One of my favorite activities (or lack of activity) in San Miguel is to watch the hummingbirds in our garden. Lately, as I’m deep into book querying (that’s when you search for an agent), I’m increasingly drawn to these tiny flying frenzies, and I’ve been trying to figure out why.

My life as a writer is more peaceful than my previous corporate life, even if full of micro disappointments, as writer’s lives tend to be. So why relate to a bird that lives every day on the knife-edge of oblivion?

I’ll be lying in the hammock, immersed in a book when I hear that familiar machine gun volley of chirps and a bright azure spark will be hovering by the feeder, its wings thrumming, guzzling sugar water as if its life depended on it. Which, in fact, it does.

I believe that daily frenzied struggle, with no option to quit, is why these birds have me captivated.

As I wait to hear back from agents on my book, attempting to strike a precarious balance between optimism and despair, I’m increasingly drawn to the avian equivalent of the little engine that could. 

You see, evolution dealt these little critters a hard blow. Originally derived from swifts (you can see the similarities when they dive), hummingbirds lost more and more weight as generations went by. They developed a unique figure-of-eight wing flap, all to better to hover next to flowers. But this helicopter-style flight (they can fly horizontally and upside down) takes a huge toll on their metabolism.

Flapping one’s wings at up to 80 strokes a second requires their tiny heart to beat over 1200 times a minute. With a frighteningly fast metabolism to power all that activity, they must find and consume more than half their body weight in sugar every day, just to survive. 

Which means every time a hummingbird stops eating, they risk dying. At night, to avoid a scenario where their bodies stop functioning for lack of sugar, they go into a state of torpor, aka short term hibernation (where their metabolic rate drops by 95% and heart drops to only 50 instead of 1200 beats a minute).

The fact is that very morning a hummingbird risks being too weak to kick-start its own heart and never waking up again.

So why do hummingbirds speak to me as a writer?

I’m sure you’ve heard the phrase ‘write or die’, but it’s not as if I believe that to be true.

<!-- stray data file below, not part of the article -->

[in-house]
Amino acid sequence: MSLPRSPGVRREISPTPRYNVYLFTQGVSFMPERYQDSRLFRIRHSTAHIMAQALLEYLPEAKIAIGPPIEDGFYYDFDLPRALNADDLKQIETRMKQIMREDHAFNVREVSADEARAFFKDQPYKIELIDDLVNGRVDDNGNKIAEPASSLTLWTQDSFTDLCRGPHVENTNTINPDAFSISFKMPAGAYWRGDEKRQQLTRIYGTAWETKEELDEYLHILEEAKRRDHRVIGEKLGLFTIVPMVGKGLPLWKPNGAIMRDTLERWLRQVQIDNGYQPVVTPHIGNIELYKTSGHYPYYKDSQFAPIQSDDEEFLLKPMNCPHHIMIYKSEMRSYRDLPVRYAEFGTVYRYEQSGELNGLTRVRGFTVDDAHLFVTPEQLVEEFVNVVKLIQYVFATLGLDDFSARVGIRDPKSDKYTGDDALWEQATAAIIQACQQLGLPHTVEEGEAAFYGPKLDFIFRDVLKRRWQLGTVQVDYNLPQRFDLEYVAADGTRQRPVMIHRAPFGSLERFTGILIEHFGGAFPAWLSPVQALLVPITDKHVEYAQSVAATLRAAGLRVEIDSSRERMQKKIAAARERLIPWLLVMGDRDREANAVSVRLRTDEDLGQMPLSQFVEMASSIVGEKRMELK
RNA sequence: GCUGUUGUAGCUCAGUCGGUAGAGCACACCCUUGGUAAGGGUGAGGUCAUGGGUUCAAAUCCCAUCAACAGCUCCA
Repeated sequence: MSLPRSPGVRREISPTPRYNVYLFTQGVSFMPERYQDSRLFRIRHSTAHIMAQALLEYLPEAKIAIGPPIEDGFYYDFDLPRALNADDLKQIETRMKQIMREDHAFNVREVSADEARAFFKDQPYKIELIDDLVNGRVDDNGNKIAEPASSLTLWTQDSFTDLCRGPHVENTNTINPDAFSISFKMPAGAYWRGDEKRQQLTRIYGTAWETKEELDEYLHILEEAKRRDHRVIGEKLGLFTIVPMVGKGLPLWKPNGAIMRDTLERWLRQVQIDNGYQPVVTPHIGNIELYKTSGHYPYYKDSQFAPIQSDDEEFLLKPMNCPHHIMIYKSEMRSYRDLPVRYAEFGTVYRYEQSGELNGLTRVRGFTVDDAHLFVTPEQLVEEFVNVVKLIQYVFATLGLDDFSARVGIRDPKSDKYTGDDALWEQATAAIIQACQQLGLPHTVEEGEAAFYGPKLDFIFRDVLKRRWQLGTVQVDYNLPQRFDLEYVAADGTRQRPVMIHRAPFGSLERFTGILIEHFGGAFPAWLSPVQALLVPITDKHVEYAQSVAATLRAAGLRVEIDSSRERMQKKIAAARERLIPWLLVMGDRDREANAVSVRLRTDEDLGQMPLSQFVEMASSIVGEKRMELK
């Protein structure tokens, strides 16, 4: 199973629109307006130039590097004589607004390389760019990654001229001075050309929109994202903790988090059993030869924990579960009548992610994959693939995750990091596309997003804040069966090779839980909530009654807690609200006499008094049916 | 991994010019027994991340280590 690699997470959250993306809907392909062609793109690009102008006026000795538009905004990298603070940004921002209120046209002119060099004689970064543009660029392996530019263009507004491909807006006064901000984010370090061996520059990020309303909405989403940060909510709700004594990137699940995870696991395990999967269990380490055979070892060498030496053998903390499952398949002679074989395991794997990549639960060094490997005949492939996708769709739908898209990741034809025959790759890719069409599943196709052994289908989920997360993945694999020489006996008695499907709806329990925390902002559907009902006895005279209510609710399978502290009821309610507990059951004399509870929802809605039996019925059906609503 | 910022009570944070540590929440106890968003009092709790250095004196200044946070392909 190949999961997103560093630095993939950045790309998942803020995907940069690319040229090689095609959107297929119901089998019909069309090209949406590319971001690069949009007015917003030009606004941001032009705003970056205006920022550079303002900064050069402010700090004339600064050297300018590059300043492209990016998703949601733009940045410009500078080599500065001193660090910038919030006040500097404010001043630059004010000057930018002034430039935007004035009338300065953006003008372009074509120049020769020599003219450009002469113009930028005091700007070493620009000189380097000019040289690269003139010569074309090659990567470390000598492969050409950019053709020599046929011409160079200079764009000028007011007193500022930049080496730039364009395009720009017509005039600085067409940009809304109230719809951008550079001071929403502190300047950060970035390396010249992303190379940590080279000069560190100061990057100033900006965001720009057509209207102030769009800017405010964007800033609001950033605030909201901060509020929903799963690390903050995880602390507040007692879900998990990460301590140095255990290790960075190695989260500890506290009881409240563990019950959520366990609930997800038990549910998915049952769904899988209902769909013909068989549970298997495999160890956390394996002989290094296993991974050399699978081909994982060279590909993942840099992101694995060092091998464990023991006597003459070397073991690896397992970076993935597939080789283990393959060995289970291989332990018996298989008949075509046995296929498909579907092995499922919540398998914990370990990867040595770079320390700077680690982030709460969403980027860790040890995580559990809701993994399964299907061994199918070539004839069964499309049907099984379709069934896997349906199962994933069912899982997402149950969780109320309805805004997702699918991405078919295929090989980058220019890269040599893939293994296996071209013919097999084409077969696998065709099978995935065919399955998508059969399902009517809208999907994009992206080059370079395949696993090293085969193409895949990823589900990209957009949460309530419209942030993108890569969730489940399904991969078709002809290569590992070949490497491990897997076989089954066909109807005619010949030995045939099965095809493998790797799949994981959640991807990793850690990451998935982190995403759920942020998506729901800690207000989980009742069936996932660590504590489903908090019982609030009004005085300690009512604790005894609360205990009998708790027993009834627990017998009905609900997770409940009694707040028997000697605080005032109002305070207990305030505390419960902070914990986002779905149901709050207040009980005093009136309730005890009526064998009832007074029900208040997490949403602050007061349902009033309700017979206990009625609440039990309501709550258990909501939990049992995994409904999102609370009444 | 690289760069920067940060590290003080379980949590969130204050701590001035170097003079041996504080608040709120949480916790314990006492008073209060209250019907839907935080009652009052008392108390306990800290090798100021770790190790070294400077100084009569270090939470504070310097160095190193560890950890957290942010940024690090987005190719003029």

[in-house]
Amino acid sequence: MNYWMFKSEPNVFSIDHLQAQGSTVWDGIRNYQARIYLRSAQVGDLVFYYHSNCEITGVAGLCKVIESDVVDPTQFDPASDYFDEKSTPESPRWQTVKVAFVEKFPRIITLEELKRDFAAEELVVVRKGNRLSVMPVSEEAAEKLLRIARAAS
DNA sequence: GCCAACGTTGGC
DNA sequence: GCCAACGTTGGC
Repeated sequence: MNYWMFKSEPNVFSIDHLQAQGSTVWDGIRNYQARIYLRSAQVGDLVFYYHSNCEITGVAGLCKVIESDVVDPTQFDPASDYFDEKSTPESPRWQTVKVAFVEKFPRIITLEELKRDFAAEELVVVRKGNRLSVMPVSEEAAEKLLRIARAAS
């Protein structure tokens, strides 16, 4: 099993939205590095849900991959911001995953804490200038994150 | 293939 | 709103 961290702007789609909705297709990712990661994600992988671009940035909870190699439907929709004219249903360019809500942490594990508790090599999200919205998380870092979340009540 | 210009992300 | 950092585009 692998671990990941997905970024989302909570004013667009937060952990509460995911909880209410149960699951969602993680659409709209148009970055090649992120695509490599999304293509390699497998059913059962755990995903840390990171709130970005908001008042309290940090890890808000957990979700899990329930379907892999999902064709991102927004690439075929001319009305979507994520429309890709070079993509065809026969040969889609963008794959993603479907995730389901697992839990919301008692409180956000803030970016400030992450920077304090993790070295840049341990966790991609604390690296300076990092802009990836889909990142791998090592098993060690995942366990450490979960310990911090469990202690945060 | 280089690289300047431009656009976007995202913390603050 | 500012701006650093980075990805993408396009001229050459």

For me, writing is a privilege I’m afforded because I’m not living on a knife edge, unable to pay the rent this month (although it helps to pay rent at Mexico rates!).

However, this lack of struggle (not writing for survival) also increases the temptation to quit, or at least to stop believing. When an agent doesn’t appreciate my ‘”voice” or doesn’t “connect with my characters”, it’s all too easy to fall into the self-pity trap of thinking perhaps I’m not cut out for this writer thing?

And then there’s writer jealousy. You know that habit of comparing oneself to other writers that pokes in uninvited and asks questions like “Why did she get an agent before me?” or “Did you see how much more beautiful her writing is than yours?”.

Even while writing this blog post I discovered an essay from a writer who passed away, which talks of hummingbirds with more eloquence than I ever could. This happens to me rather often. My style and voice are commercial and I pine after literary writing, despite knowing that particular style isn’t my gift to share with the world.

I’m going to pause and quote some of that amazing essay by Brian Doyle, because part of my journey is learning to appreciate the work of others who have different talents and I just adored his writing.

“Hummingbirds, like all flying birds but more so, have incredible enormous immense ferocious metabolisms… Their hearts are stripped to the skin for the war against gravity and inertia, the mad search for food, the insane idea of flight. The price of their ambition is a life closer to death; they suffer more heart attacks and aneurysms and ruptures than any other living creature. It’s expensive to fly. You burn out. You fry the machine. You melt the engine. Every creature on earth has approximately two billion heartbeats to spend in a lifetime. You can spend them slowly, like a tortoise and live to be two hundred years old, or you can spend them fast, like a hummingbird, and live to be two years old.”